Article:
Did you have to get approval from the league, or talk to them about Fantex?
French: I’ve never talked to Roger Goodell. But we talk extensively to the players’ association and DeMaurice Smith. When we announced Vernon, the 49ers tweeted it out. I think from a team perspective, it helps the team’s brand too. As for the league, my guess is they’re waiting to see if we survive, to be honest. That’s purely my own speculation. Remember that they were against fantasy football at first. They don’t need to be early on us.
And Vernon, did you have to make sure to tell your preexisting sponsors and brands that you have deals with, and get their approval?
Davis: I talked to most of them, and they were fine with it.
Who are your sponsors, currently?
Davis: Krave [a beef jerky company], Force Factor [a protein supplement], Jamba Juice, Mobli, D1 Sports [a small chain of gyms].
With Jamba Juice and D1, you’re not an endorser but an owner, right? Do you own a gym?
Davis: I own a D1 gym and I own a Jamba Juice location. With all my deals, I try to get some amount of equity.
That does seem to be the new model these days. Athletes, more and more, are choosing to get equity in a smaller venture than just get paid a fee to endorse a product, right?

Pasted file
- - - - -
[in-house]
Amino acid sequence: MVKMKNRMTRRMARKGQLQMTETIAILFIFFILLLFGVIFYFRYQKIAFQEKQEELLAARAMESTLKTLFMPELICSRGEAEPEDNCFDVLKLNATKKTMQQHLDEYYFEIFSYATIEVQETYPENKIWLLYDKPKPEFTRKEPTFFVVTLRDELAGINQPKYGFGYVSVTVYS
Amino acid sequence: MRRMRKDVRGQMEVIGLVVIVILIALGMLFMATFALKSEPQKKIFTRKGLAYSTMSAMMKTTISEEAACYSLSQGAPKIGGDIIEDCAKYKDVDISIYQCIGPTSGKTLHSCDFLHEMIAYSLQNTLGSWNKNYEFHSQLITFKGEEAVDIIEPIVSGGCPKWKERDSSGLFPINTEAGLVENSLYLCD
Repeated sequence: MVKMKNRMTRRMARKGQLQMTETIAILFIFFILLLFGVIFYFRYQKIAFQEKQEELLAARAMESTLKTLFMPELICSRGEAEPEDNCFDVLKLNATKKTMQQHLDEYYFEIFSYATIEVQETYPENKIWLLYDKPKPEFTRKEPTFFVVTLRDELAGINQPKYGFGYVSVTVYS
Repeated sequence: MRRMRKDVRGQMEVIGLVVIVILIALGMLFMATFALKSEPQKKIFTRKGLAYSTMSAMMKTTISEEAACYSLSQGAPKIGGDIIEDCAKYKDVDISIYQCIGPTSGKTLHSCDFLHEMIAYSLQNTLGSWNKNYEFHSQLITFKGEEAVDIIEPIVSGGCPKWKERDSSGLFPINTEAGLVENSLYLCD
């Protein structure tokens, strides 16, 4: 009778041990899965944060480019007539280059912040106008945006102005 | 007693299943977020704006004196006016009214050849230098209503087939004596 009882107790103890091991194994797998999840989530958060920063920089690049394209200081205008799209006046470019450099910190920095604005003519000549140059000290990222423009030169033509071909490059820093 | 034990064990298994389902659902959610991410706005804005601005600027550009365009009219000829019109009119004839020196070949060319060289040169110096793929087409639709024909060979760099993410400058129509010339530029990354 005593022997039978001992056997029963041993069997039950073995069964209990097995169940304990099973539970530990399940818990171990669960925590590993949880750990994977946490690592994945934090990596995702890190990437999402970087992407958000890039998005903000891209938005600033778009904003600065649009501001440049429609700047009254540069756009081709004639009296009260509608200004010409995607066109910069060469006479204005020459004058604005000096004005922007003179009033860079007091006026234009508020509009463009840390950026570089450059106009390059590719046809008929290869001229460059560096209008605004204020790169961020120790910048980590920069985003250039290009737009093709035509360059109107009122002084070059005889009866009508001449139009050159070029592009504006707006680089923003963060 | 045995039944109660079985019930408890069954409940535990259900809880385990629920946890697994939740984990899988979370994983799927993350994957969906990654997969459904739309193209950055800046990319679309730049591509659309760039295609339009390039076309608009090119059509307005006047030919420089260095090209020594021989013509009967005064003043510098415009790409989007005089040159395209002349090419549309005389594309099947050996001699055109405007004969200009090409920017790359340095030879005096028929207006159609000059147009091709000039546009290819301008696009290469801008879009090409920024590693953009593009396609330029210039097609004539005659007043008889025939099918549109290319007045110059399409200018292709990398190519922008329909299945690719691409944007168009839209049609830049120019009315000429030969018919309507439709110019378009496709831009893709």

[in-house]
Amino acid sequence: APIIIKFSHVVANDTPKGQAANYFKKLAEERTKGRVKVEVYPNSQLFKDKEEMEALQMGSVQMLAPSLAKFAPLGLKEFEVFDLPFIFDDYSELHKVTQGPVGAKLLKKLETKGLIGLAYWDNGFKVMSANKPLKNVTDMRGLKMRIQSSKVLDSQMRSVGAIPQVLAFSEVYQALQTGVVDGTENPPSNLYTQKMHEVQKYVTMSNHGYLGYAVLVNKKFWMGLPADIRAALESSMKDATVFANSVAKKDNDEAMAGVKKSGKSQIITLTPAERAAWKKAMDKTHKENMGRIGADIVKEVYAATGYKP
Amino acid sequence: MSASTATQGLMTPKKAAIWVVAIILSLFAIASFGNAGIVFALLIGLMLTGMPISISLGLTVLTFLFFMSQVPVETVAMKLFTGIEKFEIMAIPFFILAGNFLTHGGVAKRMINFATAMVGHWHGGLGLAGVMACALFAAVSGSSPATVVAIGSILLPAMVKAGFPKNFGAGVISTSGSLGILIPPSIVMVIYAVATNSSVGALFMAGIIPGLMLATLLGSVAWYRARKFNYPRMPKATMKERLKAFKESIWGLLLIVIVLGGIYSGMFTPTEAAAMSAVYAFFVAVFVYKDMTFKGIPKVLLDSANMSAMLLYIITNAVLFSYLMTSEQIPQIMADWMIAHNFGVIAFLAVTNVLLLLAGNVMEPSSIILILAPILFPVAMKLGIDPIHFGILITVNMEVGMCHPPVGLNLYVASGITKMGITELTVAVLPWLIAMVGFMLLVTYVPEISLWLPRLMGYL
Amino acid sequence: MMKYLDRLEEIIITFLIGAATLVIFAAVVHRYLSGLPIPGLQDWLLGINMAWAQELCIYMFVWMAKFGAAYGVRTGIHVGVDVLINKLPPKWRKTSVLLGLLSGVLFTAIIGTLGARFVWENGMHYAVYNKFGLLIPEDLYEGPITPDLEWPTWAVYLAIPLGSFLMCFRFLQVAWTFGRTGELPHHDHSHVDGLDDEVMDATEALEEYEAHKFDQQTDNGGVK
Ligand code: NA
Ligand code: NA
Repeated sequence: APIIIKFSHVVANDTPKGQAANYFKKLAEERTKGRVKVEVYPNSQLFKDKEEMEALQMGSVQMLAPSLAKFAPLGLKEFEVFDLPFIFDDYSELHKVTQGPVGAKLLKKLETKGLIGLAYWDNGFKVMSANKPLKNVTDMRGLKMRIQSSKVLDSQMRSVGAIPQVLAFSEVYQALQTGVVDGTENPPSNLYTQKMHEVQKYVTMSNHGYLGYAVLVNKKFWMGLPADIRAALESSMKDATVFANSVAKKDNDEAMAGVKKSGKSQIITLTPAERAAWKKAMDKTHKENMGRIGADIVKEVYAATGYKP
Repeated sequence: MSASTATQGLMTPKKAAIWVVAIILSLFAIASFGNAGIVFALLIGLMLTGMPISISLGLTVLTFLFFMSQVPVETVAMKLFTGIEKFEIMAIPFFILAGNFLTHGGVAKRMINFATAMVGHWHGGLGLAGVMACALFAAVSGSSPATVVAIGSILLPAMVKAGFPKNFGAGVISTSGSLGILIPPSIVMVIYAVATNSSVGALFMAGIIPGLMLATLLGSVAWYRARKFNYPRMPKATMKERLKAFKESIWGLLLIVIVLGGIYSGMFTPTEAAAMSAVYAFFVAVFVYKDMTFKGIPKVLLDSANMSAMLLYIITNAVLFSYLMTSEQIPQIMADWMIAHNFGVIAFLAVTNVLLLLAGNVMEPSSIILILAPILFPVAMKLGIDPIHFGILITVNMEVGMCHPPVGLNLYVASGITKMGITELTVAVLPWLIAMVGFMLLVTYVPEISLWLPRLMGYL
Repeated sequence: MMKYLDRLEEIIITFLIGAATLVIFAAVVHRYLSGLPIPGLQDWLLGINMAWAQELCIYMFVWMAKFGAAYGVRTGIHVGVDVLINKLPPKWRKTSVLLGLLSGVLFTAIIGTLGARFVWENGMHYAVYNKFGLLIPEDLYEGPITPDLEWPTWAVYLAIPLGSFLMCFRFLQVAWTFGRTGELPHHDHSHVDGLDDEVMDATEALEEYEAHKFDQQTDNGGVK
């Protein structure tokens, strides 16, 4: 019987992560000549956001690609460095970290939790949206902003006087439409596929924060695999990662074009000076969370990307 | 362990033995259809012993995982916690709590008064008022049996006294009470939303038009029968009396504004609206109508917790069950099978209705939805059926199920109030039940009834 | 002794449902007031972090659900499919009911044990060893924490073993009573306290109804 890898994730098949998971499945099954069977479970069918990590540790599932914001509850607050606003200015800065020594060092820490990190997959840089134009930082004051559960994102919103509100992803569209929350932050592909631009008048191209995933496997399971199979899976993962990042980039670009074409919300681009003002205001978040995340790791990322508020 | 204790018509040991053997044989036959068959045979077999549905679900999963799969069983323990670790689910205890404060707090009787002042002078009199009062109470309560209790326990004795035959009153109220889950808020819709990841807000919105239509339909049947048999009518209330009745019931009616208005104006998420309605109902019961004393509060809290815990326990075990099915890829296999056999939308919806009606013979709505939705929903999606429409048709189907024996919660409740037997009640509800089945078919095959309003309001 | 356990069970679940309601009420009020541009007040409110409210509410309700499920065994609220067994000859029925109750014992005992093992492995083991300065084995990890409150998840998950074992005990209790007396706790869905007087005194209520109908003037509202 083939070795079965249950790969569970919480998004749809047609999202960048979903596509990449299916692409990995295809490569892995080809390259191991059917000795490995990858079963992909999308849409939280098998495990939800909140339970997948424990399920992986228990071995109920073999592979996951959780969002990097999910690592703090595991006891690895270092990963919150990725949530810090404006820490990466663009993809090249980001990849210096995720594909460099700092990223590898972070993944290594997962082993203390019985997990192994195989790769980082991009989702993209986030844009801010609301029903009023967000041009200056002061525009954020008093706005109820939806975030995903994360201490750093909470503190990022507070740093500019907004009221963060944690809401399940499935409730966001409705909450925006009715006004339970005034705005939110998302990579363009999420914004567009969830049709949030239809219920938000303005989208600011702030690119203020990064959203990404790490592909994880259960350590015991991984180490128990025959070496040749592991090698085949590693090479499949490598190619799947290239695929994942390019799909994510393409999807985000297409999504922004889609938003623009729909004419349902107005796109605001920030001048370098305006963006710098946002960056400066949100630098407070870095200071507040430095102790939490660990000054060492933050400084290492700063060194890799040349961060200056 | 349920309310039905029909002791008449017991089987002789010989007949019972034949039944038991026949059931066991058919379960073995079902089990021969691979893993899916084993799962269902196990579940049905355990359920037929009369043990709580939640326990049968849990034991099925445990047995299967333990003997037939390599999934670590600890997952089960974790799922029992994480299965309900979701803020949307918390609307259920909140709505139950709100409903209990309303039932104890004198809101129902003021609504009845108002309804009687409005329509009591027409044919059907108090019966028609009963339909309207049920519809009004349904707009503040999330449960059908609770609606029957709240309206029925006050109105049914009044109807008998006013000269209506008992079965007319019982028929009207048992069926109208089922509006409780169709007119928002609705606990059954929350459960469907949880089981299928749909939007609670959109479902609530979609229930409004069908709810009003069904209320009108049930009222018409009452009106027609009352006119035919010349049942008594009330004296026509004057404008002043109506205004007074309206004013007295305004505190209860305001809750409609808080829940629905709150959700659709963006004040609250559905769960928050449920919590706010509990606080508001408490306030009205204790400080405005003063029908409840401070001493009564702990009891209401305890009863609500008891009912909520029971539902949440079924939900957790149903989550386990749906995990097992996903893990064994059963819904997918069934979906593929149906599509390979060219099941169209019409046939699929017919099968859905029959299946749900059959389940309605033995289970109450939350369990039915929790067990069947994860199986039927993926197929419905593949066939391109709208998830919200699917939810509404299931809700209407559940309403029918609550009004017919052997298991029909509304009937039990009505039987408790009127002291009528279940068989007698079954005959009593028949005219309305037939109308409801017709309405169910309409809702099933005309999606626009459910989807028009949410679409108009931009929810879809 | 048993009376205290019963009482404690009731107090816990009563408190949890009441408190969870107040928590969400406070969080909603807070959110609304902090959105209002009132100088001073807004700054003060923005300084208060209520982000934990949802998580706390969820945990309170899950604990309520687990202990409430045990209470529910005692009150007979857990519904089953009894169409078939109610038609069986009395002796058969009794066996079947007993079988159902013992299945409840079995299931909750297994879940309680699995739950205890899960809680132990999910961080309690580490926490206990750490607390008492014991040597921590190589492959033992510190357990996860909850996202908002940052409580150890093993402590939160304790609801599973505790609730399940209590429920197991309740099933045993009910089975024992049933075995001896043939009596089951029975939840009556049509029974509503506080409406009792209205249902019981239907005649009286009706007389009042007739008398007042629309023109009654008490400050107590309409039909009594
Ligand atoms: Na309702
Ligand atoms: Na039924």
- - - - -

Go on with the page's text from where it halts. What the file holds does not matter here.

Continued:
Davis: Yeah. I tell them, ‘keep your cash, buddy!’
Were you hesitant to sign on due to any fears about legal action Fantex could take against you, like if you break your agreement with them?
Davis: I had concerns. The way I looked at it, I wanted to know: if I retire, will they sue me? What happens if I get in trouble? What happens if I try to restructure my contract with the team?
It’s interesting you mention getting in trouble. Now that you’ve signed on to Fantex, do you worry more than before about your image?
Davis: I’ve always been strict when it comes to my image. I really take it one day at a time, I try to be really honest and kind to everyone, and I don’t get in trouble.
French: Part of our due diligence, too, is the character element. We get to know the guys. We want good human beings. Our brand is linked with his brand now.
But how can Fantex really help with his brand, beyond doing the IPO?
French: Everyone knows him as a football player. We want people to know him as a person. Because his football brand is not sustainable. That will end. His brand as a person is sustainable. We worked with Vernon to figure out what his brand is, and it’s transformational. He owns a Jamba Juice, he owns a D1 Sports, but he was also an art major in college. Now he owns an art gallery and now he’s a philanthropist and uses art to help raise money for kids.
Vernon, which football player do you think has done it right, whose post-retirement career do you most want to emulate?
Davis: I would say Michael Strahan. He’s really unique and interesting.
Social media plays a big part in this whole effort to create your brand. Do you enjoy social media?
Davis: I dream about it at night.